Anterior Approach

The anterior approach involves reaching the hip joint through a natural gap in the muscles at the front of the leg.  It is a relatively new approach, and so long-term studies have yet to be carried out.  With that warning in mind, let's take at the advantages and disadvantages already known.

The term 'surgical approach' refers to the place on your hip that the surgeon uses to access your hip joint

Advantages of the Anterior Approach

Proponents of the frontal approach argue that: -

  • rehabilitation times are reduced as no muscle is detached from either the pelvis or the femur and the gluteal muscles, (which are the most important muscles involved in working the hip), are not cut
  • with fewer muscles being cut there is less chance of a dislocation following surgery 
  • there is less post-operative pain for the same reason
  • patients do not need to follow the usual course of hip precautions that lateral and posterior approach patients do
  • the incision used is usually smaller
  • it reduces hospital stay compared with the posterior approach
  • the approach allows the patient to mobilise quicker than other approaches do
  • the surgeon has a good view of the acetabulum (the pelvis side)

Disadvantages of the Anterior Approach

  • A special operating table is required to perform the operation with the patients legs attached to the table. The table is then turned to allow the prosthesis to be inserted. This makes it difficult for the surgeon to know how much force is being exerted during the procedure and as a result an increase in hip fractures have been reported to occur during the procedure.  It is technically demanding surgery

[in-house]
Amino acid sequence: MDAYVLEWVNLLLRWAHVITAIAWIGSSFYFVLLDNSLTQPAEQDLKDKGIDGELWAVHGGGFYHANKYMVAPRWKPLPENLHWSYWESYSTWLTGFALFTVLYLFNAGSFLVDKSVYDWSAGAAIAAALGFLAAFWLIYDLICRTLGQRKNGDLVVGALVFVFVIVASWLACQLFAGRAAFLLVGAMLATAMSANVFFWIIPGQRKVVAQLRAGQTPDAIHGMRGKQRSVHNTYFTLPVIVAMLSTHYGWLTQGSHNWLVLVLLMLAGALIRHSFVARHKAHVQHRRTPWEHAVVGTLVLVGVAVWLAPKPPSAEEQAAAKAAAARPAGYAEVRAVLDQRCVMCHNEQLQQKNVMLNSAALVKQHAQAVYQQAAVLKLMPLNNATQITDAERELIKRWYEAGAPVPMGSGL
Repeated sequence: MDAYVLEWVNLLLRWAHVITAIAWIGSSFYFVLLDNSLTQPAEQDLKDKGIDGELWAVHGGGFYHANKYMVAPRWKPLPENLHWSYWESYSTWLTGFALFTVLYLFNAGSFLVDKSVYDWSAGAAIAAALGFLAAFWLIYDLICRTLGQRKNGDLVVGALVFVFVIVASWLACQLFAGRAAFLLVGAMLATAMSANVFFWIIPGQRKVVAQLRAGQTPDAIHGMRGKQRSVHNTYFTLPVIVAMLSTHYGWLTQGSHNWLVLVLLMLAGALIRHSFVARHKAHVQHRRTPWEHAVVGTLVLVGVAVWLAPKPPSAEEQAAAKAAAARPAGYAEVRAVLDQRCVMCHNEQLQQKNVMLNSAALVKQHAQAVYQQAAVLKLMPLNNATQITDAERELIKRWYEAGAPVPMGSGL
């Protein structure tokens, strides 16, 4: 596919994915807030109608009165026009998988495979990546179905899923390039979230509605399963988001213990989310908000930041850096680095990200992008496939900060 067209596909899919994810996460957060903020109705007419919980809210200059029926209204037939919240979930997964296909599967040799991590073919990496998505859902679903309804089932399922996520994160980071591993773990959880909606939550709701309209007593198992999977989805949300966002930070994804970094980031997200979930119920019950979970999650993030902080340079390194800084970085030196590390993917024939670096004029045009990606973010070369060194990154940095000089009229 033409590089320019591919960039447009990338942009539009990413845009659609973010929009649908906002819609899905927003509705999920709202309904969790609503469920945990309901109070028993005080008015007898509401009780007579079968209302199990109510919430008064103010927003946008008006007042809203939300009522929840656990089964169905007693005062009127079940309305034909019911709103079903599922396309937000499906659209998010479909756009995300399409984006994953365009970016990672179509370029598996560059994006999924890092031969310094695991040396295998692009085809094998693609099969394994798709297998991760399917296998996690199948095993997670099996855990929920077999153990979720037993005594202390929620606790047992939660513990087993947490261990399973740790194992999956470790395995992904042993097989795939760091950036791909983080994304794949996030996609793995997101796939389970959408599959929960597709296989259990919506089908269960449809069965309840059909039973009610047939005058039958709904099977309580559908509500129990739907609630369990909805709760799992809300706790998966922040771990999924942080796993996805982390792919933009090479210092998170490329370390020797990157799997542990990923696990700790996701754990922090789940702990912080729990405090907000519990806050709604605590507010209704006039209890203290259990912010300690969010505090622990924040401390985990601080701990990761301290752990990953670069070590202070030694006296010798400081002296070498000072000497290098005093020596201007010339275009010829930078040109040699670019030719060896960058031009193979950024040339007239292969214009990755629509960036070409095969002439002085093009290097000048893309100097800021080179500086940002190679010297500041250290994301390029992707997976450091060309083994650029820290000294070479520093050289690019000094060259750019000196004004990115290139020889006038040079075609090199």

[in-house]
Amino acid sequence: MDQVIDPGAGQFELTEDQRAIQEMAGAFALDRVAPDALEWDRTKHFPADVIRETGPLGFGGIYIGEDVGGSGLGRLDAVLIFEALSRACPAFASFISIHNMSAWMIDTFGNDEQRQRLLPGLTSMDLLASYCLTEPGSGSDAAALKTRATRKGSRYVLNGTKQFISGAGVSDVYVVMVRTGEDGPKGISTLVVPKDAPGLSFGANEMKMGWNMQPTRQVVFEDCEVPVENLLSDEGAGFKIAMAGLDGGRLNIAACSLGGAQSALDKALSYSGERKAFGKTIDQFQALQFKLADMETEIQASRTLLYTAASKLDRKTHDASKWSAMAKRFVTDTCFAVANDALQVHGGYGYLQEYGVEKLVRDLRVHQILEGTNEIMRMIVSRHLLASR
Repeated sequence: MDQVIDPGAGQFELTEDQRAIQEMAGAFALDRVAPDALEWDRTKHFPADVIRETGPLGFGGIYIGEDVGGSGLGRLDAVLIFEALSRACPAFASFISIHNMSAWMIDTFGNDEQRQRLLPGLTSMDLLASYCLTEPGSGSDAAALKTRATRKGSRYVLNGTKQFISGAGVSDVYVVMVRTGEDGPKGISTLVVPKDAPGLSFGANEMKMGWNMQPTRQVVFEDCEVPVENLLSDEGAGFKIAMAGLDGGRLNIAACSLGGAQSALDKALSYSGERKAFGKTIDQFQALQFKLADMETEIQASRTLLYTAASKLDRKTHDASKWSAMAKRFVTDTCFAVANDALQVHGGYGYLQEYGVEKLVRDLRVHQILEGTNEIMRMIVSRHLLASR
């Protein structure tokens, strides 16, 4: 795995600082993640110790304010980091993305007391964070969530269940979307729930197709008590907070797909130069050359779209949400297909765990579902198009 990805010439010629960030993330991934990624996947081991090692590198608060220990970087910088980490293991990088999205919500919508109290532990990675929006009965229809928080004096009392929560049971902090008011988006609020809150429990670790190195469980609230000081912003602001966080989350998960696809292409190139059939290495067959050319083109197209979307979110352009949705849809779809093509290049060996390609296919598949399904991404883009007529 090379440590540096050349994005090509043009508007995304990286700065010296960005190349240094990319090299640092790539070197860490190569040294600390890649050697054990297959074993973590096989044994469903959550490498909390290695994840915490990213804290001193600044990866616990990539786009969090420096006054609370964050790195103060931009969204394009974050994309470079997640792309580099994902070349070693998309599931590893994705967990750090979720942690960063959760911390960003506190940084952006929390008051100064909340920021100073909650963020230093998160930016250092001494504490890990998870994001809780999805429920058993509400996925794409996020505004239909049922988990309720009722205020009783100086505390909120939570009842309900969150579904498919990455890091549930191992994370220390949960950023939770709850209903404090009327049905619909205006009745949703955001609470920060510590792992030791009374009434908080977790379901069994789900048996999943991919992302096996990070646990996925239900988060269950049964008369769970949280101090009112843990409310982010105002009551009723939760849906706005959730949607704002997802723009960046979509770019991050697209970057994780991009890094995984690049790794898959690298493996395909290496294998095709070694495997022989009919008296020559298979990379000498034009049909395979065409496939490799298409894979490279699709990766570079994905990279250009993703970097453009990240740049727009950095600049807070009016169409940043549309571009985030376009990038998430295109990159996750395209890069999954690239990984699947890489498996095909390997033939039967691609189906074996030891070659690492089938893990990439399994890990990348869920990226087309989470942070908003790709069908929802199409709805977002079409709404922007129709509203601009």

The HANA Operating Table

  • If the X-ray equipment (which is used to position the implant) is not itself positioned correctly there is an increased risk that the implant will not be sited correctly.
  • The surgeon has a good view of the acetabulum (pelvis) the same is not true of the femur
  • It is possible that damage may occur to surrounding nerves (particularly the cutaneous femoris lateralis nerve) during the insertion of the implant which may result in numbness but the surgeon can reduce this risk by moving the incision site away from the nerve.
  • More recently some surgeons have withdrawn from using the technique. Partly because a minimally invasive approach makes it harder for the surgeon to see and feel what he is doing, and partly because there are concerns about revision rates.
  • It is not suitable for all patients, particularly those that are very muscular or are obese and it is not suitable for some types of revision work
  • Finally, although the initial recovery period is quicker with the anterior approach, other patients soon catch up and after six weeks there is no difference in progress.

How Is It Done?

Surgery is easier to understand visually than verbally so here is a great little video of the procedure. Its graphical video not one of a live operation.

Learn more about:

Different types of Anesthetics
Different types of Hip Implants 
The debate around the Best Time for Hip Replacement Surgery

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